"What was the most difficult period in your life, and how did you deal with it?"

I'm giving you permission to lie a little bit in a job interview.

That's right.

Your honest answer to the question might be when:

  • Your mother died of cancer

  • Everything you owned was destroyed in a fire

  • You spent several weeks in a mental health treatment center

You don't need to talk about that!

It's okay to avoid discussing situations that will make you cry, relive some trauma, or provide private medical information.

A girl standing in front of a house on fire saying,

What Do They Want To Know?

Interviewers ask this question because they want to learn about how you deal with difficult situations.

Remember — this is about your work life.

You want to keep it professional and tie the story back to some positive skills you bring to the job.

It's okay to talk about something more personal if it relates to work, but you want to discuss something that won't make you emotional or give them a reason not to hire you.

No one wants this:

Girl crying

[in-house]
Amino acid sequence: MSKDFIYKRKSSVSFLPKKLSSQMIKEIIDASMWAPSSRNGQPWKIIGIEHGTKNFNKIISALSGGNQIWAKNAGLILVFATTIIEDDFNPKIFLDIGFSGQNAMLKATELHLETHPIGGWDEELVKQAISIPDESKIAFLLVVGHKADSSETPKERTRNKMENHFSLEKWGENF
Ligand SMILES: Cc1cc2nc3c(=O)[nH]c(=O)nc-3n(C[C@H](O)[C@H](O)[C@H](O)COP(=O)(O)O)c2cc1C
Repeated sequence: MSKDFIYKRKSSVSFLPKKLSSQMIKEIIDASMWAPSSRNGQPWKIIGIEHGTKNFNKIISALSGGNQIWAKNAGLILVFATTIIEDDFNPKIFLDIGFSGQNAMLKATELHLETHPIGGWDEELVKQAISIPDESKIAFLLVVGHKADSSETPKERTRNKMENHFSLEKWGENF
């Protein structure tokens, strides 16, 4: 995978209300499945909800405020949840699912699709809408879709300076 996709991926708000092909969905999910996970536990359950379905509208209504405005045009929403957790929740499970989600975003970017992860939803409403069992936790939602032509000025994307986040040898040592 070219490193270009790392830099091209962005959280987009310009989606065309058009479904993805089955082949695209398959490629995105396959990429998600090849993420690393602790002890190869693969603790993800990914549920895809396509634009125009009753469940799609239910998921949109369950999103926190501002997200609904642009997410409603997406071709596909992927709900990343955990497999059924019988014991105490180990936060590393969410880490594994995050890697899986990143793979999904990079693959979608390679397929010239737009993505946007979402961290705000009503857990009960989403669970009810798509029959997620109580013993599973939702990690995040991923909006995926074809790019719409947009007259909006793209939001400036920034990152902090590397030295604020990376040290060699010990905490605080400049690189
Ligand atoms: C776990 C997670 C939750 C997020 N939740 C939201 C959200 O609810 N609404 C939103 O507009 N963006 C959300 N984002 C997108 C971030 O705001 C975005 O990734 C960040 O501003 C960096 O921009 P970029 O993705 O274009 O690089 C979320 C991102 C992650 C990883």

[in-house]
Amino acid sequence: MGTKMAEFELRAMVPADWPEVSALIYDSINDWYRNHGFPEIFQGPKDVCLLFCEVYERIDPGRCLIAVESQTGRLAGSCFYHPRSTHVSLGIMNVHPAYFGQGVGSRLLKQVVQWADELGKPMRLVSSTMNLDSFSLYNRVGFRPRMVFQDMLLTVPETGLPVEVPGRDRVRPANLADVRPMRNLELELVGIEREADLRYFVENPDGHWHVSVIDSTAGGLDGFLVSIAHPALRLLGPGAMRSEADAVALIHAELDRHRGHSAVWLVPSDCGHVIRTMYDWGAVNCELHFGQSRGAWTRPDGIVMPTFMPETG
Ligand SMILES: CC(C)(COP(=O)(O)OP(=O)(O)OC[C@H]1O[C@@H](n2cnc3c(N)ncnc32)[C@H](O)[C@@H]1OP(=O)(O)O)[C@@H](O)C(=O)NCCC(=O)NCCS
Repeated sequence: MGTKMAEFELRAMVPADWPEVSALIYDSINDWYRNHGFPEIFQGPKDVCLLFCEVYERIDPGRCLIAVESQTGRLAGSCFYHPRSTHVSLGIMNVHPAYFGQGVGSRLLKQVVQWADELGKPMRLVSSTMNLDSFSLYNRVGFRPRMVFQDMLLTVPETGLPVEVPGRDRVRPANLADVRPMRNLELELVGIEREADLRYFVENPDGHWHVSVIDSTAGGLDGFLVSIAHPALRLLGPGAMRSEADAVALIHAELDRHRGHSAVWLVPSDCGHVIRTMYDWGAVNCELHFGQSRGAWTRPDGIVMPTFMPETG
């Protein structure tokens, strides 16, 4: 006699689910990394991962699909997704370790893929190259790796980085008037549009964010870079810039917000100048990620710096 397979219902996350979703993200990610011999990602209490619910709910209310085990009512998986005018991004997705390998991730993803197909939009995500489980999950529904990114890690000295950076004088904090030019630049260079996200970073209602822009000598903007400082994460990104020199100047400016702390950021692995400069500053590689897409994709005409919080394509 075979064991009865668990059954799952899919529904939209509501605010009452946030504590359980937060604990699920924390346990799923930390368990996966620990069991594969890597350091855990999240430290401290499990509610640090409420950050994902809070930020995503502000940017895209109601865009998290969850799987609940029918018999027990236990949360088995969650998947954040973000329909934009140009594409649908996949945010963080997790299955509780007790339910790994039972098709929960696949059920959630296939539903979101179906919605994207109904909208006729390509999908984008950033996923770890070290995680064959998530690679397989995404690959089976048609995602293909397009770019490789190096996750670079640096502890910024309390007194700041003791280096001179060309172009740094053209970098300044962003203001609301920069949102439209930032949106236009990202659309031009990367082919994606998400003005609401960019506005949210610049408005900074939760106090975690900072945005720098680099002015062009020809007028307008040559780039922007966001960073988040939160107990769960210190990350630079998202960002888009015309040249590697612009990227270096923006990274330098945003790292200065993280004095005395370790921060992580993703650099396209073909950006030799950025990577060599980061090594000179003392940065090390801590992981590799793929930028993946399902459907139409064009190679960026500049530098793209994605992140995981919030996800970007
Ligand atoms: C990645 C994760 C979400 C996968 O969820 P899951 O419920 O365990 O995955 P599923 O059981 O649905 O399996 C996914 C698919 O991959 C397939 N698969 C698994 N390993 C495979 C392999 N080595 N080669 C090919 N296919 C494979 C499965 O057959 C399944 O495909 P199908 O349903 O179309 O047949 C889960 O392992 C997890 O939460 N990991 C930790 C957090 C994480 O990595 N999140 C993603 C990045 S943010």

What Should You Say?

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  • Pick something you can turn into a positive story and relate to work.

  • Talk about what you learned.

  • Explain what you might do differently now.

  • Discuss a problem you solved during that time.

  • Keep it constructive.

  • Flaticon Icon No complaining.

  • No blaming.

  • No drama.

Man and woman saying,

Some Examples

"The most difficult period of my life and how I handled it was when..."

  • Flaticon Icon "In a previous role, I was stretched too thin because we didn't have enough people. I initiated a meeting with my manager to figure out how to reassign some work and hire more staff. I learned some good collaborative skills, how to prioritize, and to advocate for myself."

  • Flaticon Icon "In my last year of college, I struggled trying to juggle my classes, finding a job and a place to live after graduation, all at the same time. I had to work on my organizational skills and really learn how to keep myself focused so that I didn't miss any deadlines."

  • Flaticon Icon "A few years ago, we had a family emergency that took up a lot of my time and energy. Everything is fine now, but at the time I needed to learn to put worry out of my mind and focus on the task in front of me."

Take Action

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Remember, no one is going to check to make sure you are really telling them the most difficult thing that ever happened to you. Pick something you can talk about clearly that relates to work.

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This Byte has been authored by

HF

Heidi Fleming

EHS Professional & Trainer